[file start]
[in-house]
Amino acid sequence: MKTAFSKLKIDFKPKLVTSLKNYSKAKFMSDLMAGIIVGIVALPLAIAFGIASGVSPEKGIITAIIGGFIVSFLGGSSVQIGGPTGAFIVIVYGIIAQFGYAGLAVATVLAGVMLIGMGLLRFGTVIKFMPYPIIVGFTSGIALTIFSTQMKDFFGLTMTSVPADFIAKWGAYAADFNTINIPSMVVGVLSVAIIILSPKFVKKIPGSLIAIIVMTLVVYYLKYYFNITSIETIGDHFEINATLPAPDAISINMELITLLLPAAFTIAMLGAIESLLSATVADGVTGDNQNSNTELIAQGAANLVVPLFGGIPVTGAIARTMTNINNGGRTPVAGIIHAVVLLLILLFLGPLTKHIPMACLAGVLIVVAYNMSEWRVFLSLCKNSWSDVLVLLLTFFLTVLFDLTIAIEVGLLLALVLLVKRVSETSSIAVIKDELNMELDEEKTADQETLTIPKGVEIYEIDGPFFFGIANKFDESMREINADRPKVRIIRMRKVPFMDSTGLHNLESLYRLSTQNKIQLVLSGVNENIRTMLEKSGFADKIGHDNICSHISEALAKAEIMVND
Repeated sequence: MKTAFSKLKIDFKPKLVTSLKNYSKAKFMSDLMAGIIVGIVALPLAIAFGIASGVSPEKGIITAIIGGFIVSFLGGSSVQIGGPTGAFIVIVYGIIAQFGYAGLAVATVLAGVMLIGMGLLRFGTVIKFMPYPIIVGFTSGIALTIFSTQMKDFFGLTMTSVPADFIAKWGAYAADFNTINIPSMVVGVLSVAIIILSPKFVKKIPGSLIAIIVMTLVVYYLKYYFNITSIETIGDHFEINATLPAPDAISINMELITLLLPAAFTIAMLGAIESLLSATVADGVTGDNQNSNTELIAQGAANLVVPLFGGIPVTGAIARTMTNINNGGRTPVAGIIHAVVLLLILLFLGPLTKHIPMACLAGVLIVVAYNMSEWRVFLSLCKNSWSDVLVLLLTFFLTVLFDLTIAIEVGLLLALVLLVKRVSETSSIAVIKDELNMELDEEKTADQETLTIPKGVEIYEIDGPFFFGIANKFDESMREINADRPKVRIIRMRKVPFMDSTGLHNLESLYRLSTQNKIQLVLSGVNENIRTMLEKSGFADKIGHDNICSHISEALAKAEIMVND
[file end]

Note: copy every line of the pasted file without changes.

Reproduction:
[in-house]
Amino acid sequence: MKTAFSKLKIDFKPKLVTSLKNYSKAKFMSDLMAGIIVGIVALPLAIAFGIASGVSPEKGIITAIIGGFIVSFLGGSSVQIGGPTGAFIVIVYGIIAQFGYAGLAVATVLAGVMLIGMGLLRFGTVIKFMPYPIIVGFTSGIALTIFSTQMKDFFGLTMTSVPADFIAKWGAYAADFNTINIPSMVVGVLSVAIIILSPKFVKKIPGSLIAIIVMTLVVYYLKYYFNITSIETIGDHFEINATLPAPDAISINMELITLLLPAAFTIAMLGAIESLLSATVADGVTGDNQNSNTELIAQGAANLVVPLFGGIPVTGAIARTMTNINNGGRTPVAGIIHAVVLLLILLFLGPLTKHIPMACLAGVLIVVAYNMSEWRVFLSLCKNSWSDVLVLLLTFFLTVLFDLTIAIEVGLLLALVLLVKRVSETSSIAVIKDELNMELDEEKTADQETLTIPKGVEIYEIDGPFFFGIANKFDESMREINADRPKVRIIRMRKVPFMDSTGLHNLESLYRLSTQNKIQLVLSGVNENIRTMLEKSGFADKIGHDNICSHISEALAKAEIMVND
Repeated sequence: MKTAFSKLKIDFKPKLVTSLKNYSKAKFMSDLMAGIIVGIVALPLAIAFGIASGVSPEKGIITAIIGGFIVSFLGGSSVQIGGPTGAFIVIVYGIIAQFGYAGLAVATVLAGVMLIGMGLLRFGTVIKFMPYPIIVGFTSGIALTIFSTQMKDFFGLTMTSVPADFIAKWGAYAADFNTINIPSMVVGVLSVAIIILSPKFVKKIPGSLIAIIVMTLVVYYLKYYFNITSIETIGDHFEINATLPAPDAISINMELITLLLPAAFTIAMLGAIESLLSATVADGVTGDNQNSNTELIAQGAANLVVPLFGGIPVTGAIARTMTNINNGGRTPVAGIIHAVVLLLILLFLGPLTKHIPMACLAGVLIVVAYNMSEWRVFLSLCKNSWSDVLVLLLTFFLTVLFDLTIAIEVGLLLALVLLVKRVSETSSIAVIKDELNMELDEEKTADQETLTIPKGVEIYEIDGPFFFGIANKFDESMREINADRPKVRIIRMRKVPFMDSTGLHNLESLYRLSTQNKIQLVLSGVNENIRTMLEKSGFADKIGHDNICSHISEALAKAEIMVND